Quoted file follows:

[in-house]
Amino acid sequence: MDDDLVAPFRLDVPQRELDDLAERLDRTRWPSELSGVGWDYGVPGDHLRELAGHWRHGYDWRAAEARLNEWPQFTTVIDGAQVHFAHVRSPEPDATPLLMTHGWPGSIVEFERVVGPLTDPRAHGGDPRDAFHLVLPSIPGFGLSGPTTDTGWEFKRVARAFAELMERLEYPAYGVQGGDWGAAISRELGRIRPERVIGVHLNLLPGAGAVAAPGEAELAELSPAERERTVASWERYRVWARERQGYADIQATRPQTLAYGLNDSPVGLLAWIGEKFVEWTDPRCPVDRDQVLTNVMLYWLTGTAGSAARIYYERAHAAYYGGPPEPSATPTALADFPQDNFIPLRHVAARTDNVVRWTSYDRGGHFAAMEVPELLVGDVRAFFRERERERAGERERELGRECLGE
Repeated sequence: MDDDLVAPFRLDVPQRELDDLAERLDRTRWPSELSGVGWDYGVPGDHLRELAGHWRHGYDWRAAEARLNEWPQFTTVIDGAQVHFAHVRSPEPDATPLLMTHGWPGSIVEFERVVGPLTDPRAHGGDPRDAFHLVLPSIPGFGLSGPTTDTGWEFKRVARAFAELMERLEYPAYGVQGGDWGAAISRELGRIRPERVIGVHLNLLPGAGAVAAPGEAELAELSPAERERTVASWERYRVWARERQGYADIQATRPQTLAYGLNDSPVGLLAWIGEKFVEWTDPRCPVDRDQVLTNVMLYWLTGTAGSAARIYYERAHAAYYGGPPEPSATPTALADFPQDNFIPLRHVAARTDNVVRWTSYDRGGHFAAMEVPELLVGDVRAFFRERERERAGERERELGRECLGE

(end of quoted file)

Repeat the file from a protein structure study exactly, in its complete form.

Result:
[in-house]
Amino acid sequence: MDDDLVAPFRLDVPQRELDDLAERLDRTRWPSELSGVGWDYGVPGDHLRELAGHWRHGYDWRAAEARLNEWPQFTTVIDGAQVHFAHVRSPEPDATPLLMTHGWPGSIVEFERVVGPLTDPRAHGGDPRDAFHLVLPSIPGFGLSGPTTDTGWEFKRVARAFAELMERLEYPAYGVQGGDWGAAISRELGRIRPERVIGVHLNLLPGAGAVAAPGEAELAELSPAERERTVASWERYRVWARERQGYADIQATRPQTLAYGLNDSPVGLLAWIGEKFVEWTDPRCPVDRDQVLTNVMLYWLTGTAGSAARIYYERAHAAYYGGPPEPSATPTALADFPQDNFIPLRHVAARTDNVVRWTSYDRGGHFAAMEVPELLVGDVRAFFRERERERAGERERELGRECLGE
Repeated sequence: MDDDLVAPFRLDVPQRELDDLAERLDRTRWPSELSGVGWDYGVPGDHLRELAGHWRHGYDWRAAEARLNEWPQFTTVIDGAQVHFAHVRSPEPDATPLLMTHGWPGSIVEFERVVGPLTDPRAHGGDPRDAFHLVLPSIPGFGLSGPTTDTGWEFKRVARAFAELMERLEYPAYGVQGGDWGAAISRELGRIRPERVIGVHLNLLPGAGAVAAPGEAELAELSPAERERTVASWERYRVWARERQGYADIQATRPQTLAYGLNDSPVGLLAWIGEKFVEWTDPRCPVDRDQVLTNVMLYWLTGTAGSAARIYYERAHAAYYGGPPEPSATPTALADFPQDNFIPLRHVAARTDNVVRWTSYDRGGHFAAMEVPELLVGDVRAFFRERERERAGERERELGRECLGE